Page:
# A number-theoretic problem involving 5th roots of unity

This problem is supposed to be from an Indian Math Contest, although I couldn't find any reference to it online. To wit:

Let $$\omega = e^{2\pi i/5}$$. Prove that there are no positive integers $$a_1, a_2, a_3, a_4, a_5, a_6$$ such that

$$(1 + \omega a_1)(1 + \omega a_2)(1 + \omega a_3)(1 + \omega a_4)(1 + \omega a_5)(1 + \omega a_6)$$

is an integer.

I can prove the related statement for 5 $$a_j$$'s, but a proof of the given statement eludes me.

Edit: The basic idea behind the proof for the case of 5 $$a_j$$'s is to expand the product as a polynomial in $$\omega$$. Then note that the coefficient for $$\omega^3$$ is greater than that of $$\omega^2$$, and the coefficient of $$\omega^4$$ is greater than that of $$\omega^1$$. This forces the product

$$(1 + \omega a_1)(1 + \omega a_2)(1 + \omega a_3)(1 + \omega a_4)(1 + \omega a_5)$$

to have a negative imaginary part, and thus it cannot be an integer.

• What can you prove, and how have you proved it? Please add all the details in your post. Commented Oct 16, 2022 at 17:03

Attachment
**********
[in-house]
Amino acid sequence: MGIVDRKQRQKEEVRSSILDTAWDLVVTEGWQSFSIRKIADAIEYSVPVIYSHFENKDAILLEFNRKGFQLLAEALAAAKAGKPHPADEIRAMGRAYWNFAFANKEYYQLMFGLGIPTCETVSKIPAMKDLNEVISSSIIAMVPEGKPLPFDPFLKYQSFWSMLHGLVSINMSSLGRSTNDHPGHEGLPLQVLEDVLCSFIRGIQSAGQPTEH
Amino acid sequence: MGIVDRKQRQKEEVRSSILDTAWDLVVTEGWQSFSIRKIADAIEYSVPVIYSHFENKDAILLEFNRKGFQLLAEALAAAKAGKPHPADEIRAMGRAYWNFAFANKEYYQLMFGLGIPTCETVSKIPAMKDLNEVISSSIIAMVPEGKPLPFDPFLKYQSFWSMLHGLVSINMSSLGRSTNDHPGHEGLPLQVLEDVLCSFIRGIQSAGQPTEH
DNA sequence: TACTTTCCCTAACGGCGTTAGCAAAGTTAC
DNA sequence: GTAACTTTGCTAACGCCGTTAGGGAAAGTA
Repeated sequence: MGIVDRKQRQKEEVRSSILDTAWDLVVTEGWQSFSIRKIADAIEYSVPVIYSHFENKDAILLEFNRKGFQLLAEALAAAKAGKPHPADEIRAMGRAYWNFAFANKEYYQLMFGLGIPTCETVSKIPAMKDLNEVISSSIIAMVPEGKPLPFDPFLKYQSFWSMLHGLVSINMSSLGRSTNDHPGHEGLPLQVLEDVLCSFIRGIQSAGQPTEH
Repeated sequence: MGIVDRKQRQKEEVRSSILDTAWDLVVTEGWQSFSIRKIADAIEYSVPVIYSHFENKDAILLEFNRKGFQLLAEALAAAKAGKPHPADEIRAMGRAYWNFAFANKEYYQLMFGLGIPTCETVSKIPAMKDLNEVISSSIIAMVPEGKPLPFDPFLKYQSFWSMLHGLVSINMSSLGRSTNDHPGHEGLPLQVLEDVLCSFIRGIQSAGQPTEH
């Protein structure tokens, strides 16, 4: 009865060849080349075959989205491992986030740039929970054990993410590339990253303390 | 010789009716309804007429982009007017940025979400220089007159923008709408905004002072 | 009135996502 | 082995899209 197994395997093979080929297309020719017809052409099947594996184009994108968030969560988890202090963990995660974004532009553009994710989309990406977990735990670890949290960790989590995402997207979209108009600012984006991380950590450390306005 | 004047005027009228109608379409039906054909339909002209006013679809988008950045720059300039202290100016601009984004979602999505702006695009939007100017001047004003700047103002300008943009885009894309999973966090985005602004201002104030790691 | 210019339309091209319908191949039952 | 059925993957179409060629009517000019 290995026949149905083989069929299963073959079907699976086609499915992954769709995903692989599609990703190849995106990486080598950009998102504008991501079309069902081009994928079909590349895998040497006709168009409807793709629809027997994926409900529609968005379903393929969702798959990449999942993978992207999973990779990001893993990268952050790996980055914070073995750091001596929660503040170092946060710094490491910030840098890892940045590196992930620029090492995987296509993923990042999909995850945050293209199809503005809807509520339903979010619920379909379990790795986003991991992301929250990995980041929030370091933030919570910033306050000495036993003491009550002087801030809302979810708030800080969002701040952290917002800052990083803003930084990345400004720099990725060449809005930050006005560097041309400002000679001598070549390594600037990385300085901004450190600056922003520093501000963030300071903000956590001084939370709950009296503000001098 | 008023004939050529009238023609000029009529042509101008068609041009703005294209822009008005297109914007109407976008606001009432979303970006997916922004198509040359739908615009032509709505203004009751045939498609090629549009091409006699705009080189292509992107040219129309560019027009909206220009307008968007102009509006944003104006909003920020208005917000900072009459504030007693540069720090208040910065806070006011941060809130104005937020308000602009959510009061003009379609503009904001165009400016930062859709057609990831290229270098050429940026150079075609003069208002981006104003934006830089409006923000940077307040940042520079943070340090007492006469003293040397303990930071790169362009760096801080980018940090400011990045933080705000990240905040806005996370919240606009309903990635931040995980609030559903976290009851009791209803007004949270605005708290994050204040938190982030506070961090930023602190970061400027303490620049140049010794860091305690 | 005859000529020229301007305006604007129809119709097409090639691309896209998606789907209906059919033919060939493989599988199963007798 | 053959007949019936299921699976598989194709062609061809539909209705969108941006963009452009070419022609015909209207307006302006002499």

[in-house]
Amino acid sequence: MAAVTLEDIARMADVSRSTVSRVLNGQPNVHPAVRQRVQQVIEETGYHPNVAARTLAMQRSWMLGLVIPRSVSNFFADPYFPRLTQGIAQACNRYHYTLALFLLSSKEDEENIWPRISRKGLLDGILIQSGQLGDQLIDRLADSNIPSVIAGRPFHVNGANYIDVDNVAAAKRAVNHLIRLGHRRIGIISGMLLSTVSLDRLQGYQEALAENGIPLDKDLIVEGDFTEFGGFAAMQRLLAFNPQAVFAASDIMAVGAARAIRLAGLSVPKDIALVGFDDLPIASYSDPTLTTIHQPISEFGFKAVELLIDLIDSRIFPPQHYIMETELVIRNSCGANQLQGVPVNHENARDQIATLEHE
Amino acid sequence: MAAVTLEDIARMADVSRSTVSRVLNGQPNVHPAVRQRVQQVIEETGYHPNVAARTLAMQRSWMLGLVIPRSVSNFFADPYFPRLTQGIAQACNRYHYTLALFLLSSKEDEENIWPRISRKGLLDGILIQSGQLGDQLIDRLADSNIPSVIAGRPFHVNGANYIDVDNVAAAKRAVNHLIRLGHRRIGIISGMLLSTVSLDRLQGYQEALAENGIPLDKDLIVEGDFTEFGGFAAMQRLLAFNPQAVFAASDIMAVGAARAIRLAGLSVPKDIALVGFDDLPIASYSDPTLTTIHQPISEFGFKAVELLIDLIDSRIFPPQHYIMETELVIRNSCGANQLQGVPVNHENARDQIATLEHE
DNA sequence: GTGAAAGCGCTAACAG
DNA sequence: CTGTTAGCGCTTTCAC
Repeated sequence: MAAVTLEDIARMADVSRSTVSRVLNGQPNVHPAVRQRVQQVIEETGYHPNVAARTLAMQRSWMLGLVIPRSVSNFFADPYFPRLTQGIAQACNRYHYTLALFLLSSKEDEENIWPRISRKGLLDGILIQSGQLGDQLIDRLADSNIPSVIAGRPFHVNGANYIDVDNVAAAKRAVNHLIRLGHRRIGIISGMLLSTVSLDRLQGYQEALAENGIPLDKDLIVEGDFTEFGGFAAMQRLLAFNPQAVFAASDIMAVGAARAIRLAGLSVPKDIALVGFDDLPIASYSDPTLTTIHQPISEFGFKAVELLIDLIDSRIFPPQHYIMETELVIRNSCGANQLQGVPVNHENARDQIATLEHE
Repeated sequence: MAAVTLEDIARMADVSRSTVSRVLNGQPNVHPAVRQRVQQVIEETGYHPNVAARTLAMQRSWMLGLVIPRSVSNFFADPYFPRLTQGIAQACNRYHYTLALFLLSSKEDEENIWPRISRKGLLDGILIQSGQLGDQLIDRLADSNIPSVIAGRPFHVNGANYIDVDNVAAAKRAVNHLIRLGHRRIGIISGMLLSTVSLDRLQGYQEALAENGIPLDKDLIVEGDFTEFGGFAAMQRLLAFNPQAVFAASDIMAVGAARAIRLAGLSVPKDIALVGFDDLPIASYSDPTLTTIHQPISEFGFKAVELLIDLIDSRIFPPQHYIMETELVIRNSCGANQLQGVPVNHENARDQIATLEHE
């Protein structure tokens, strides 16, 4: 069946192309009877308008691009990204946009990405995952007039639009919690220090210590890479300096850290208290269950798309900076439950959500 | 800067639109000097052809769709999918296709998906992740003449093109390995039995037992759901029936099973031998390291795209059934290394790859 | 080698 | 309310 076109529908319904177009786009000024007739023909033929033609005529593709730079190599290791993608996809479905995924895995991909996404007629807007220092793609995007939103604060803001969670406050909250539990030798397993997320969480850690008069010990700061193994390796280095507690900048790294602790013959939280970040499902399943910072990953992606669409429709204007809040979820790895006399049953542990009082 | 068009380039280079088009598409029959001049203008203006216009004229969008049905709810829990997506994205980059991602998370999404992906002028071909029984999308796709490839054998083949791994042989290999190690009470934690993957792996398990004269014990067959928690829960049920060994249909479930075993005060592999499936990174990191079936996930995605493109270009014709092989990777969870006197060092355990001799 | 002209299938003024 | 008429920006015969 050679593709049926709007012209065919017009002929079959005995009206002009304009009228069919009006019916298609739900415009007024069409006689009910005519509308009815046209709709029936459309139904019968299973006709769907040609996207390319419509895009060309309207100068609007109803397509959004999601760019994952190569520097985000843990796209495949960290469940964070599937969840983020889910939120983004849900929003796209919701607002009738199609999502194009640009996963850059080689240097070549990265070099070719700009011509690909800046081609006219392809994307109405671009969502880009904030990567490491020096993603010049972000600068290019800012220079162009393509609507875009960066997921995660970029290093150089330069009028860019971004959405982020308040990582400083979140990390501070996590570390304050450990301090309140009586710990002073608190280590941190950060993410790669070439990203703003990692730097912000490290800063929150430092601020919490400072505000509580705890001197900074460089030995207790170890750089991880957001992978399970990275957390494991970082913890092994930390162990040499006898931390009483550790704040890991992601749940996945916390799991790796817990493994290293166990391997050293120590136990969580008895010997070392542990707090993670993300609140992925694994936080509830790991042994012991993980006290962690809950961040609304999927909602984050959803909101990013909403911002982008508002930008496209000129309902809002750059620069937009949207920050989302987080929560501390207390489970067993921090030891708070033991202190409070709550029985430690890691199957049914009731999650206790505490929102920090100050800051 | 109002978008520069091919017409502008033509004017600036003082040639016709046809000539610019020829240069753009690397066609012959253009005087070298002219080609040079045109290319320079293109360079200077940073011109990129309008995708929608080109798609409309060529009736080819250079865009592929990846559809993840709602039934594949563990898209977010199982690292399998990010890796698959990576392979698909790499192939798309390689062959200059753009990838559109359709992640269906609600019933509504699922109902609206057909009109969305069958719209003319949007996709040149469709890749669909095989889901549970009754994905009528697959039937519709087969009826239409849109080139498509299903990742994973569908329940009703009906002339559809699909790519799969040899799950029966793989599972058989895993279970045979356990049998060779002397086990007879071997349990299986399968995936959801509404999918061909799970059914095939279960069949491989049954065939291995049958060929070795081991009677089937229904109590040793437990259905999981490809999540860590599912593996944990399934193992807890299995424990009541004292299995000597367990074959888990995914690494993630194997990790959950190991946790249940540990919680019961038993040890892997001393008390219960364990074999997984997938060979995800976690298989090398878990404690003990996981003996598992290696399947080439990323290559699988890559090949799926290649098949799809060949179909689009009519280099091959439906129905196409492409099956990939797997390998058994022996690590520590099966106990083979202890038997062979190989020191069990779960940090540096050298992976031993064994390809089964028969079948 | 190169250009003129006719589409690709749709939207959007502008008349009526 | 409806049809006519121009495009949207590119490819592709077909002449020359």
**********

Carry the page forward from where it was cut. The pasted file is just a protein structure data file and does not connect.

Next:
• I've updated my original post with a proof outline for the case of 5 $a_j$'s. Commented Oct 16, 2022 at 21:28
• Side note: The five-term case can also be solved by noting that $1+\omega a_j$ has argument strictly between $\frac\pi5$ and $\frac{2\pi}5$ (with the same conclusion that the product lies in the lower half-pane). Commented Oct 16, 2022 at 23:31

Let $$F(x)=\prod_{j=1}^6(1+x a_j)=1+\sum_{j=1}^6x^jS_j$$ and suppose $$F(\omega)=L\in\Bbb Z.$$
Let $$G(x)=\sum_{j=0}^4x^j.$$ We have $$G(\omega)=0.$$
So $$0=H(\omega)$$ where $$H(x)=F(x)-x^2S_6G(x)-x(S_5-S_6)G(x)-L=$$ $$=x^4(S_4-S_5)+x^3(S_3-S_5)+x^2(S_2-S_5)+x(S_1+S_6-S_5)+(1-L).$$ Now $$G(x)$$ is irreducible in $$\Bbb Z[x]$$ because the substitution $$x=y+1$$ into $$G(x)$$ yields a polynomial in $$y$$ that satisfies Eisenstein's Criterion. So if $$P(x)\in\Bbb Z[x]$$ and $$P(\omega)=0$$ then $$P(x)$$ is divisible in $$\Bbb Z[x]$$ by $$G(x).$$ In particular, when $$P(x)=H(x),$$ we have $$H(x)=kG(x)$$ for some $$k\in \Bbb Z.$$ So the co-efficients of $$x^2$$ and $$x^3$$ in $$H(x)$$ are each equal to $$k$$, which implies $$S_2=S_3.$$ Now WLOG suppose $$a_6=\min \{a_1,...,a_6\}.$$ We have $$S_2=\sum_{1\le i $$=\sum_{1\le i $$\le \left(\sum_{1\le i$$\le \left(\sum_{1\le i $$<\sum_{1\le i contradicting $$S_2=S_3.$$
• @JeremiahGoertz . I subtracted polynomial multiples of $G(x)$ from $F(x)-L$ to get rid of the terms in $x$ of degree $>4.$ I expected to get something useful because $\omega$ is a zero of the resulting 4th-degree polynomial, and $\omega$ is already known to be a zero of another one ($G(x)$). I could have also eliminated the term in $x^4$ but when I looked at $H(x)$ I had a different idea. Commented Oct 18, 2022 at 3:12